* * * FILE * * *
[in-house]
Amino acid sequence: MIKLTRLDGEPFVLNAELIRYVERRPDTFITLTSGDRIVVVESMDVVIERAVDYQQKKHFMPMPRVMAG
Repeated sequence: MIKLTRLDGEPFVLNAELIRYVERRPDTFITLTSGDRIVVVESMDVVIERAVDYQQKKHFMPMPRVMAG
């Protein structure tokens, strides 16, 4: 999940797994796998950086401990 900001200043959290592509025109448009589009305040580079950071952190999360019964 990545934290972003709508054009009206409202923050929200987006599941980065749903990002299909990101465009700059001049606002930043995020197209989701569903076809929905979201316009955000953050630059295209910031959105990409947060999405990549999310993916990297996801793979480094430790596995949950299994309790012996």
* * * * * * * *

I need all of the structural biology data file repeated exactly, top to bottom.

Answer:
[in-house]
Amino acid sequence: MIKLTRLDGEPFVLNAELIRYVERRPDTFITLTSGDRIVVVESMDVVIERAVDYQQKKHFMPMPRVMAG
Repeated sequence: MIKLTRLDGEPFVLNAELIRYVERRPDTFITLTSGDRIVVVESMDVVIERAVDYQQKKHFMPMPRVMAG
């Protein structure tokens, strides 16, 4: 999940797994796998950086401990 900001200043959290592509025109448009589009305040580079950071952190999360019964 990545934290972003709508054009009206409202923050929200987006599941980065749903990002299909990101465009700059001049606002930043995020197209989701569903076809929905979201316009955000953050630059295209910031959105990409947060999405990549999310993916990297996801793979480094430790596995949950299994309790012996």